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Crown Brewing hopping on locally grown movement by putting local hops in every beer

Crown Brewing hopping on locally grown movement by putting local hops in every beer


Crown Brewing, the acclaimed craft brewery in downtown Crown Point, is getting local — really local with a new farm-to-pint arrangement.

The brewery at 211 S. East St. signed a supply deal with Howe Farms, located just outside of Crown Point, to use at least one or two of its hops in every beer it brews this year.

Crown Brewing, which organizes the Crown Beer Fest, which has become one of the Region's longest-running and most popular craft beer festivals, brews about 40 different beers, including “The Dude” Java Porter, Special Forces IPA and its World Beer Cup award-winning Industrial Porter.

"We have been purchasing from Howe Farms for several years now," Crown Brewing owner Dave Bryan said. "He's now increased his production and variety enough that we looked at our recipes and saw that we could use his hops in all our beers. I believe he's tripled his acreage."

Crown Brewing will still need to ship in some hops from the Pacific Northwest that don't grow well in the Northwest Indiana climate or that are exclusive to certain farms, like the Citra hop. But it will be able to use at least one hop grown just a few miles away in every beer it brews and serves at the brewpub or bottles and distributes this year, Bryan said. 

"We got a lot of our hops from Yakima Valley," Bryan said. "We're going to give this a try this year and see how it works. If the production stays up, we would like to make it permanent."

Locally grown hops are much fresher, and the difference can be tasted in the beer, Bryan said. There are environmental benefits to sourcing an ingredient so close to home, so it doesn't have to be trucked across the country by an emission-belching tractor-trailer. But most of all, the brewery aims to support fellow local businesses.

"For us it means everything to support local farmers and local community shops at our establishment," Bryan said. "We have a commitment to local community partnerships. We're committed to local establishments."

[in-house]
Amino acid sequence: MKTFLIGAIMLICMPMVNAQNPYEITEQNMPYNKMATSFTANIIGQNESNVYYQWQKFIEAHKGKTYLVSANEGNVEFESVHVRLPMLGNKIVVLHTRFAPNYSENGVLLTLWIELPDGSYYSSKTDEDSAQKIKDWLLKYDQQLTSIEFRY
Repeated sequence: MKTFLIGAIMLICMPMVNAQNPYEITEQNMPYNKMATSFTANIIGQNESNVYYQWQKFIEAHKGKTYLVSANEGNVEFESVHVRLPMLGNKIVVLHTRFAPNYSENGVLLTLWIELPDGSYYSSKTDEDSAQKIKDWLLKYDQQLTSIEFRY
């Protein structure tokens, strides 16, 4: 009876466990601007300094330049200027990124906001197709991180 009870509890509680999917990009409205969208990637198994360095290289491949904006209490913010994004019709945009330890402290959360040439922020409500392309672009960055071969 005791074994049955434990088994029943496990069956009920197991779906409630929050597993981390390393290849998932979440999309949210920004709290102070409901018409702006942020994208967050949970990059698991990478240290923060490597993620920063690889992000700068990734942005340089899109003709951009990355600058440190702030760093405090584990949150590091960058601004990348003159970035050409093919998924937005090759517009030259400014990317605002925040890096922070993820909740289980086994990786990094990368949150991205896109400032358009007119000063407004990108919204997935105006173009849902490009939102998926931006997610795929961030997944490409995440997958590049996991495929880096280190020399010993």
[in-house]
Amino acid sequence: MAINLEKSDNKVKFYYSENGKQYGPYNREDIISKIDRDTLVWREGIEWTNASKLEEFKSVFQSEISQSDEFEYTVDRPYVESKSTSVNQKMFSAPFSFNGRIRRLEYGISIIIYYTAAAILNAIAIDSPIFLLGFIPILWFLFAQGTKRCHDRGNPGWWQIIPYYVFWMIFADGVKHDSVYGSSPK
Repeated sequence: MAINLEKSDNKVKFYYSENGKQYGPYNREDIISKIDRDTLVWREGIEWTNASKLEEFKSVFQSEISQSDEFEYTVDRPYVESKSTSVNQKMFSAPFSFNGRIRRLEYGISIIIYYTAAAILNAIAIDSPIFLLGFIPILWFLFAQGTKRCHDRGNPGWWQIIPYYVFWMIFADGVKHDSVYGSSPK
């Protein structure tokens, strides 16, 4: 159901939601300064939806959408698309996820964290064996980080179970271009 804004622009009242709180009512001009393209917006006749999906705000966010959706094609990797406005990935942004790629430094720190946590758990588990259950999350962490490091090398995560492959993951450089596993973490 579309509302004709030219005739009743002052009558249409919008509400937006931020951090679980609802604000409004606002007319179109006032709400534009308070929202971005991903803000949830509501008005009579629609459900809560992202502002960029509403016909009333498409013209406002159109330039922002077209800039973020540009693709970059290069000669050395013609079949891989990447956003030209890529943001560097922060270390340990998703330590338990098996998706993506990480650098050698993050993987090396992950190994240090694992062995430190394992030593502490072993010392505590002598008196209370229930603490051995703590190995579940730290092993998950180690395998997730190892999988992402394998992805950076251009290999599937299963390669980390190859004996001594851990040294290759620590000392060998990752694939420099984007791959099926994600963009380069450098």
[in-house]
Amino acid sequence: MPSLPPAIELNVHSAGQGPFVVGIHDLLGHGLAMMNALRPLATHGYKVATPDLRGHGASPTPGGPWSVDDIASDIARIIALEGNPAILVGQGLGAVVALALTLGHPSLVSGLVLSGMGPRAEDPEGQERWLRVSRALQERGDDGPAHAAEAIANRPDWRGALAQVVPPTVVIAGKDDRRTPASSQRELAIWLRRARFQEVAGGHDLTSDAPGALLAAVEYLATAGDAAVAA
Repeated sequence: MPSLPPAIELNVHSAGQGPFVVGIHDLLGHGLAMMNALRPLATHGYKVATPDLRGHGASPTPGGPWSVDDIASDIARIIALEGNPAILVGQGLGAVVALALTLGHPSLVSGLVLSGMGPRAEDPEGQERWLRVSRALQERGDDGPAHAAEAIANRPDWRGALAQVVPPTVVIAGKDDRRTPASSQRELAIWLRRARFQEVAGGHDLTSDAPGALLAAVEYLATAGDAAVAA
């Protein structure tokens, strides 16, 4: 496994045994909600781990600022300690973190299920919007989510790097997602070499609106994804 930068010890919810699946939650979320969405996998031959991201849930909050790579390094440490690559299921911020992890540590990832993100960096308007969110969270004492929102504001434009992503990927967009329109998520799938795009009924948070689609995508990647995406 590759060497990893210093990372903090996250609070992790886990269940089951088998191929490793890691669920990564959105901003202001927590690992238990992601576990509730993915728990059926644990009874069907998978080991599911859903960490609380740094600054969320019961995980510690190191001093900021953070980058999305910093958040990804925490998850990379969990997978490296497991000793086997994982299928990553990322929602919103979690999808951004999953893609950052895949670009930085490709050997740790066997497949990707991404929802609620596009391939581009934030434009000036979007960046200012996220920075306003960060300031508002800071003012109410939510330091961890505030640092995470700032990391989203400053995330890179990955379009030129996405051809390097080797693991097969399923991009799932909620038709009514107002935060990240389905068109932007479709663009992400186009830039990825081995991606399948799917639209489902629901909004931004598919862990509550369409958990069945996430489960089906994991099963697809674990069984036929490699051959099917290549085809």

Former teacher Steve Howe founded Howe Farms at 14091 Grand Boulevard in Crown Point seven years ago, and started growing hops for craft beer about five years ago. The small craft farm supplies pork to The Wurst Butcher Shop in Griffith and hops to a number of craft breweries, including Four Fathers in Valparaiso, Burn 'Em Brewing in Michigan City, Studebaker Brewing Co. in South Bend, and Evil Czech in Mishawaka. 

"We've worked with Crown for a couple of years and value our partnership with them," Howe said. "It's good for the community to have solidarity, to use local and be local."

Howe said his locally grown hops were in high demand and there is value to using local ingredients, including a reduced carbon footprint.

"I'm dedicated to trying to get better and working to making a better product for the breweries," he said. "The best things out there are in your community. For us this is about the community and the partnership."

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Business Reporter

Joseph S. Pete is a Lisagor Award-winning business reporter who covers steel, industry, unions, the ports, retail, banking and more. The Indiana University grad has been with The Times since 2013 and blogs about craft beer, culture and the military.

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